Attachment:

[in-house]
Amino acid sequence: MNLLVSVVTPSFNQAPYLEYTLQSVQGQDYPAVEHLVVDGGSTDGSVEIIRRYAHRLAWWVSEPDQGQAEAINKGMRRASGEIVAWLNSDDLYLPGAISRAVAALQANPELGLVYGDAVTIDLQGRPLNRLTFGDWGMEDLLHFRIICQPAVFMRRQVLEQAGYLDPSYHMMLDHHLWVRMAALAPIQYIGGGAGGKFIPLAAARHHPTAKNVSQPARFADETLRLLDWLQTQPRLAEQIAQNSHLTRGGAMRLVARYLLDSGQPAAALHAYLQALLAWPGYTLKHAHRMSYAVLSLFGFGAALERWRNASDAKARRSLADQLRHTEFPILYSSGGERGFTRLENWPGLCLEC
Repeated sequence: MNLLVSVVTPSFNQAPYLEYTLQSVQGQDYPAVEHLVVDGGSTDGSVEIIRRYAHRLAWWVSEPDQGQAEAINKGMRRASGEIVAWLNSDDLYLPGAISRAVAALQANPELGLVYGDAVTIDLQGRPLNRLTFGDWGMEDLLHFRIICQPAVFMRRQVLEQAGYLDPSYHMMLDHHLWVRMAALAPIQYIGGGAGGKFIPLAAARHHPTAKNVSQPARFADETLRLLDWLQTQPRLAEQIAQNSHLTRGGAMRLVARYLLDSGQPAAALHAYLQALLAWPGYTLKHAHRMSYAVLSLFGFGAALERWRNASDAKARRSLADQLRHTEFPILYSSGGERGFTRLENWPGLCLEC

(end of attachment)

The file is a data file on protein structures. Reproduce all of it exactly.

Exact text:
[in-house]
Amino acid sequence: MNLLVSVVTPSFNQAPYLEYTLQSVQGQDYPAVEHLVVDGGSTDGSVEIIRRYAHRLAWWVSEPDQGQAEAINKGMRRASGEIVAWLNSDDLYLPGAISRAVAALQANPELGLVYGDAVTIDLQGRPLNRLTFGDWGMEDLLHFRIICQPAVFMRRQVLEQAGYLDPSYHMMLDHHLWVRMAALAPIQYIGGGAGGKFIPLAAARHHPTAKNVSQPARFADETLRLLDWLQTQPRLAEQIAQNSHLTRGGAMRLVARYLLDSGQPAAALHAYLQALLAWPGYTLKHAHRMSYAVLSLFGFGAALERWRNASDAKARRSLADQLRHTEFPILYSSGGERGFTRLENWPGLCLEC
Repeated sequence: MNLLVSVVTPSFNQAPYLEYTLQSVQGQDYPAVEHLVVDGGSTDGSVEIIRRYAHRLAWWVSEPDQGQAEAINKGMRRASGEIVAWLNSDDLYLPGAISRAVAALQANPELGLVYGDAVTIDLQGRPLNRLTFGDWGMEDLLHFRIICQPAVFMRRQVLEQAGYLDPSYHMMLDHHLWVRMAALAPIQYIGGGAGGKFIPLAAARHHPTAKNVSQPARFADETLRLLDWLQTQPRLAEQIAQNSHLTRGGAMRLVARYLLDSGQPAAALHAYLQALLAWPGYTLKHAHRMSYAVLSLFGFGAALERWRNASDAKARRSLADQLRHTEFPILYSSGGERGFTRLENWPGLCLEC